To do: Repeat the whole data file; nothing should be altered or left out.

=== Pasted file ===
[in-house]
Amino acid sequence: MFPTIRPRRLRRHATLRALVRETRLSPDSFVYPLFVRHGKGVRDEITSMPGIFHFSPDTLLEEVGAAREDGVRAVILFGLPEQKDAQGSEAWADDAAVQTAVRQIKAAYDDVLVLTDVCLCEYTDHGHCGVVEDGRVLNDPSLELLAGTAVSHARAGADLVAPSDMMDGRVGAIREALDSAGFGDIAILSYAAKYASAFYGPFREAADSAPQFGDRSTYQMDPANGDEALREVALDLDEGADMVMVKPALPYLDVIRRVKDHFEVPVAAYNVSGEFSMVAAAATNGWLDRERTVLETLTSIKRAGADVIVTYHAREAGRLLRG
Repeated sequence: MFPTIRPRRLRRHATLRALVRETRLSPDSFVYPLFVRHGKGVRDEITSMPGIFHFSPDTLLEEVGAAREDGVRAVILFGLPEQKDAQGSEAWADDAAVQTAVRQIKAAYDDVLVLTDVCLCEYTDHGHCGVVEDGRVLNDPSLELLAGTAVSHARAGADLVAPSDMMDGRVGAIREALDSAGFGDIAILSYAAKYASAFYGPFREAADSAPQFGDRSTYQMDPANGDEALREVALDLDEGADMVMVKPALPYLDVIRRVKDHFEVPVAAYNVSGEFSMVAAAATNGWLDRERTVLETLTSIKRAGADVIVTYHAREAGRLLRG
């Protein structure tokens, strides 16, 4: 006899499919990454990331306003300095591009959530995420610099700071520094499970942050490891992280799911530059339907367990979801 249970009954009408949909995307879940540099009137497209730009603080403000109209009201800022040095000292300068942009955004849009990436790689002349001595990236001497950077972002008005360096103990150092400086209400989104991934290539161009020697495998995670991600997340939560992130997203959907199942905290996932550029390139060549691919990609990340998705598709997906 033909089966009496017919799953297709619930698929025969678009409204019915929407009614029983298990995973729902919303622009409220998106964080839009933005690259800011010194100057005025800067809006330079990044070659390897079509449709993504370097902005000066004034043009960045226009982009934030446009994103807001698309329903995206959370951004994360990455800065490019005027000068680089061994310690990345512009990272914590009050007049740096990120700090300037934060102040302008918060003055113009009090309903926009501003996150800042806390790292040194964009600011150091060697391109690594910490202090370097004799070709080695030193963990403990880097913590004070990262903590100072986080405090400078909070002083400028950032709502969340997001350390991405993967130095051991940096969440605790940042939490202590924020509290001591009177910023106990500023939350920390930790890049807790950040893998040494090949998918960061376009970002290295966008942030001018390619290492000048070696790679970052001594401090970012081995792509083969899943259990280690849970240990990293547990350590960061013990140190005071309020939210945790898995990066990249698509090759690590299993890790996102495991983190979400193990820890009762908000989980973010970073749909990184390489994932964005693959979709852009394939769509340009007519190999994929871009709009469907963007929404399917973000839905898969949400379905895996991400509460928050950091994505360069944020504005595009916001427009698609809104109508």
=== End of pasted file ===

[in-house]
Amino acid sequence: MFPTIRPRRLRRHATLRALVRETRLSPDSFVYPLFVRHGKGVRDEITSMPGIFHFSPDTLLEEVGAAREDGVRAVILFGLPEQKDAQGSEAWADDAAVQTAVRQIKAAYDDVLVLTDVCLCEYTDHGHCGVVEDGRVLNDPSLELLAGTAVSHARAGADLVAPSDMMDGRVGAIREALDSAGFGDIAILSYAAKYASAFYGPFREAADSAPQFGDRSTYQMDPANGDEALREVALDLDEGADMVMVKPALPYLDVIRRVKDHFEVPVAAYNVSGEFSMVAAAATNGWLDRERTVLETLTSIKRAGADVIVTYHAREAGRLLRG
Repeated sequence: MFPTIRPRRLRRHATLRALVRETRLSPDSFVYPLFVRHGKGVRDEITSMPGIFHFSPDTLLEEVGAAREDGVRAVILFGLPEQKDAQGSEAWADDAAVQTAVRQIKAAYDDVLVLTDVCLCEYTDHGHCGVVEDGRVLNDPSLELLAGTAVSHARAGADLVAPSDMMDGRVGAIREALDSAGFGDIAILSYAAKYASAFYGPFREAADSAPQFGDRSTYQMDPANGDEALREVALDLDEGADMVMVKPALPYLDVIRRVKDHFEVPVAAYNVSGEFSMVAAAATNGWLDRERTVLETLTSIKRAGADVIVTYHAREAGRLLRG
């Protein structure tokens, strides 16, 4: 006899499919990454990331306003300095591009959530995420610099700071520094499970942050490891992280799911530059339907367990979801 249970009954009408949909995307879940540099009137497209730009603080403000109209009201800022040095000292300068942009955004849009990436790689002349001595990236001497950077972002008005360096103990150092400086209400989104991934290539161009020697495998995670991600997340939560992130997203959907199942905290996932550029390139060549691919990609990340998705598709997906 033909089966009496017919799953297709619930698929025969678009409204019915929407009614029983298990995973729902919303622009409220998106964080839009933005690259800011010194100057005025800067809006330079990044070659390897079509449709993504370097902005000066004034043009960045226009982009934030446009994103807001698309329903995206959370951004994360990455800065490019005027000068680089061994310690990345512009990272914590009050007049740096990120700090300037934060102040302008918060003055113009009090309903926009501003996150800042806390790292040194964009600011150091060697391109690594910490202090370097004799070709080695030193963990403990880097913590004070990262903590100072986080405090400078909070002083400028950032709502969340997001350390991405993967130095051991940096969440605790940042939490202590924020509290001591009177910023106990500023939350920390930790890049807790950040893998040494090949998918960061376009970002290295966008942030001018390619290492000048070696790679970052001594401090970012081995792509083969899943259990280690849970240990990293547990350590960061013990140190005071309020939210945790898995990066990249698509090759690590299993890790996102495991983190979400193990820890009762908000989980973010970073749909990184390489994932964005693959979709852009394939769509340009007519190999994929871009709009469907963007929404399917973000839905898969949400379905895996991400509460928050950091994505360069944020504005595009916001427009698609809104109508």